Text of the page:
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Possible Direct Evidence for the
Alpha Module Structure of Nuclei

The British science journal Nature in its online version of August 24, 2010 reported the following:

In 2002, Oak Ridge physicist Paul Koehler and his colleagues used the neutron beam to measure 'neutron resonances' in each of four different isotopes of platinum. The resonances are particular energies at which the neutrons are especially likely to be absorbed by the platinum nuclei. The motion of protons and neutrons inside the platinum nuclei affects the pattern of resonances. And according to random matrix theory, a mathematical theory that for decades has been crucial for calculating the behaviour of large nuclei, those motions should be chaotic.

Yet, as Koehler and his colleagues report this month in Physical Review Letters (P. E. Koehler et al. Phys. Rev. Lett. 105, 072502; 2010), their analysis of the ORELA data found no sign that the nucleons in platinum were moving chaotically. By looking at the strength of the resonances, rather than just their spacing, the group rejects the applicability of random matrix theory with a 99.997% probability. Instead, the nucleons seem to move in a coordinated fashion. "There's no viable model of nuclear structure that could explain this," says Koehler.


The description of the results is compatible with the Alpha Module Model of nucler structure. Neutrons and protons form spin pairs; neutron-neutron, proton-proton and neutron-proton. But a neutron can form a spin pair with only one other neutron and with one proton, and likewise for a proton. This leads to chains of modules of the form -n-p-p-n-, or equivalently -p-n-n-p-, and these close to form rings in shells. These rings rotate in four modes; as a vortex ring, like a wheel and like a flipping coin about two perpendicular ax tes. The end result is the nucleons are smeared over a spherical shell and a nucleus dynamically appears to be made up of concentric spherical shells.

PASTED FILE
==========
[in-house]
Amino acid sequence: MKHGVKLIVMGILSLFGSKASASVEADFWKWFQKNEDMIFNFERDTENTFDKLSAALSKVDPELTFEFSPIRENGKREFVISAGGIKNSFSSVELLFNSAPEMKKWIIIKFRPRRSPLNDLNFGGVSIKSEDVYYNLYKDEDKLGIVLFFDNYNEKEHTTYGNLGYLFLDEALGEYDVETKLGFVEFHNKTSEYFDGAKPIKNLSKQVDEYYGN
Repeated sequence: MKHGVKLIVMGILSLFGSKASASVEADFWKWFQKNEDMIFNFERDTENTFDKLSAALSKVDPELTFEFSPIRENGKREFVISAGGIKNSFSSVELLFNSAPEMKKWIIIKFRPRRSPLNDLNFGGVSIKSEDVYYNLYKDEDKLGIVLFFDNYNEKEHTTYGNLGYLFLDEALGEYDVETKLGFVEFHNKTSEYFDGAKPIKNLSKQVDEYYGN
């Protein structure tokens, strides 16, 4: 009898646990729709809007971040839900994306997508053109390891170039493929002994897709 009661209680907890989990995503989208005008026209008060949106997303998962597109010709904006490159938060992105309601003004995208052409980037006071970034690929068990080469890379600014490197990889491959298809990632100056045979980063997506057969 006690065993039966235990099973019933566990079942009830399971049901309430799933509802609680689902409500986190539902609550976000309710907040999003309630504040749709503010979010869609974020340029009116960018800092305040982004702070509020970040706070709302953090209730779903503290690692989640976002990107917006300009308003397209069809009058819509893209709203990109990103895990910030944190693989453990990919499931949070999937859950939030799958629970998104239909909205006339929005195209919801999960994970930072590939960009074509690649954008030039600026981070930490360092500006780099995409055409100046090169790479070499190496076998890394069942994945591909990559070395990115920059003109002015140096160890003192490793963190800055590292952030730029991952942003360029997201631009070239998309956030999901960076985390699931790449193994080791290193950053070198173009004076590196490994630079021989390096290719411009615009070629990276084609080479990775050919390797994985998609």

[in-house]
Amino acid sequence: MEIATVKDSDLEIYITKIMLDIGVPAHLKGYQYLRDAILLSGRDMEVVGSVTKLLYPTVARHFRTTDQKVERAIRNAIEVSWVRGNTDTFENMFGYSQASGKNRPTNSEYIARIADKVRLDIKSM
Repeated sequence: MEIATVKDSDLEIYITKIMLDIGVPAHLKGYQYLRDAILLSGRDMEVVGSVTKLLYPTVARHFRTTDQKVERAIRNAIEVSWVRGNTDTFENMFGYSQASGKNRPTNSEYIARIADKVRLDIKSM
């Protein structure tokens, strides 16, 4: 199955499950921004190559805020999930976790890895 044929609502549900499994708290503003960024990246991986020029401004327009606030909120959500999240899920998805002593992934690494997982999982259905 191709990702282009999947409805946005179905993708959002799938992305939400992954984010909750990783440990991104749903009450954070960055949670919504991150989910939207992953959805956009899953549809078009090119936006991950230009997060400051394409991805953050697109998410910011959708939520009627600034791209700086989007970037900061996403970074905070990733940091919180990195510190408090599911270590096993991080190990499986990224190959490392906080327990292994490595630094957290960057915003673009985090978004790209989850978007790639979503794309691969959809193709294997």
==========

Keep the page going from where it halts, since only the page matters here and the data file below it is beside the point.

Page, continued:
There is vast evidence for the Alpha Module Model of nuclear structure in terms of the statistical analysis of the binding energies of nuclides. In particular the evidence establishes that neutrons repel each other through the so-called nuclear strong force but are attracted to protons. The same applies to protons. Nuclei are held together primarily by the formation of spin pairs. See Nucleus for a brief introduction.

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